Start with communication
Two commonly mentioned pieces of advice appeared frequently: To involve line operators in projects, and to have clear project goals and updates. One respondent expressed initial frustration on a project that then found its solution by getting out onto the production line. He then wrote: “I still believe in walking the lines and talking with the operators to get a true learning of how everything is functioning.”
Another concurred: “I am a firm believer in talking to the people who perform the job day in and day out. They are often overlooked as a viable resource.”
A packaging manager for a major brewery offered this wisdom: “Relay objectives to the line level and listen to the machinery operators. Their feedback can solve the hardest problem. Keeping everyone in the loop enables you to avoid the ‘gotcha’ syndrome and gain acceptance, and it helps avoid injecting politics into the project.”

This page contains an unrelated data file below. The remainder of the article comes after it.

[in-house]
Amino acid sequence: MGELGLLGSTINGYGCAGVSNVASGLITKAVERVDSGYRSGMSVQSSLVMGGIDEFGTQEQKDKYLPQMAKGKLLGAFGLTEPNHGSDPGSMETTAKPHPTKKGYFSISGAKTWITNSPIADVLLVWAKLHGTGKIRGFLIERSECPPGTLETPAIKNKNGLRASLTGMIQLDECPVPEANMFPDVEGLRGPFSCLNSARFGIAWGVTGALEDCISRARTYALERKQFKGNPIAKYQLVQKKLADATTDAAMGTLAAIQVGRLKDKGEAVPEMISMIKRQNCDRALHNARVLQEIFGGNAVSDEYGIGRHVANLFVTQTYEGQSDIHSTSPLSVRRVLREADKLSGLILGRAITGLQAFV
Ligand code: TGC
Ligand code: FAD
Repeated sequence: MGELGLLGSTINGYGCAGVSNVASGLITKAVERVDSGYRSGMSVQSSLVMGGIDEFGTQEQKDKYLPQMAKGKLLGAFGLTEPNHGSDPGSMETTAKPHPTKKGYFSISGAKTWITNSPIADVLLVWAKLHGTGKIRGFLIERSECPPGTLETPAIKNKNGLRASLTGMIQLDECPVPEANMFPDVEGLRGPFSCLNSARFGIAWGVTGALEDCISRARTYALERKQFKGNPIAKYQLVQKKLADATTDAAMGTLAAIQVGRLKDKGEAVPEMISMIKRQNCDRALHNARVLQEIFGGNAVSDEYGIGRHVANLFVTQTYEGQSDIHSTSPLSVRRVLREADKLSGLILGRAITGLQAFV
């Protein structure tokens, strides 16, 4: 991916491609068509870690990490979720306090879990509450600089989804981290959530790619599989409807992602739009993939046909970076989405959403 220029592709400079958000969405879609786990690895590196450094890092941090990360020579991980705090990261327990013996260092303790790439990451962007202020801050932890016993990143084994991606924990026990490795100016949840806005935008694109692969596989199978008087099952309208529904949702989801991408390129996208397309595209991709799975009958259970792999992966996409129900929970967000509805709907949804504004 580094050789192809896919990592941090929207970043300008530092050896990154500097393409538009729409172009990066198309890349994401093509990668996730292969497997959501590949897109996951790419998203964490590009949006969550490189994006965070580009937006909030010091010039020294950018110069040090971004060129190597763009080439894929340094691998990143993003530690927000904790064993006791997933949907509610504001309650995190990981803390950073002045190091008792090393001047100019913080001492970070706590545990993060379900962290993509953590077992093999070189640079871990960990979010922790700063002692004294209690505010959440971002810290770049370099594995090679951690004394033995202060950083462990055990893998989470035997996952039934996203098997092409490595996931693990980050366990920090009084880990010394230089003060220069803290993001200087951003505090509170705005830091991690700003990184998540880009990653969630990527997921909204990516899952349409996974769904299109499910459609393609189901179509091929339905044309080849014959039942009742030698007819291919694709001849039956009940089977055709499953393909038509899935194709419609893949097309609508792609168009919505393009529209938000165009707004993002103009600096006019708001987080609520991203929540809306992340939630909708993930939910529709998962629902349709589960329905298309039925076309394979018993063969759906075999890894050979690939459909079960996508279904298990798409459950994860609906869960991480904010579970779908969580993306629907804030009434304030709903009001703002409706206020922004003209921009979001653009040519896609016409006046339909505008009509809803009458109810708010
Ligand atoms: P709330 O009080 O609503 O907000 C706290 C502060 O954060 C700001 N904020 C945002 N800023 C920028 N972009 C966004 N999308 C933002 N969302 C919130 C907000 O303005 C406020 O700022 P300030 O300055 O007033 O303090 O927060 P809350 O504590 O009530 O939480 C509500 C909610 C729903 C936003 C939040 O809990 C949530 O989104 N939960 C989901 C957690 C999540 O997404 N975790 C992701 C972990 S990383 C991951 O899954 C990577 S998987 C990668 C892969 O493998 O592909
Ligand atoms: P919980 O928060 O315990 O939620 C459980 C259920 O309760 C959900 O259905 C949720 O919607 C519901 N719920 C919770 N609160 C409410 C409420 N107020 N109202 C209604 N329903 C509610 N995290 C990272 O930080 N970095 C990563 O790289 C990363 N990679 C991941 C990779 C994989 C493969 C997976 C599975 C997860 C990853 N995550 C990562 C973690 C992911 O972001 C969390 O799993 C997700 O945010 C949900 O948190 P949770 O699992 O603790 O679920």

Todd Molander, a senior packaging engineer with DePuy Orthopaedics, Inc., a Johnson & Johnson company, told of an assignment to develop a sterile medical kit that involved “an endless number of variations that didn’t work. The ‘eureka’ moment came when an operator from the pilot manufacturing area came over with her idea: Making changes to the inner tray that would allow more tubing to wrap around without kinking. This also eliminated multiple inner bands that had been used to hold the tubing sets together. This made the operation simpler and more repeatable and eliminated the labor time by one-third. The lesson learned: The value of asking for input from people outside of the package development team.”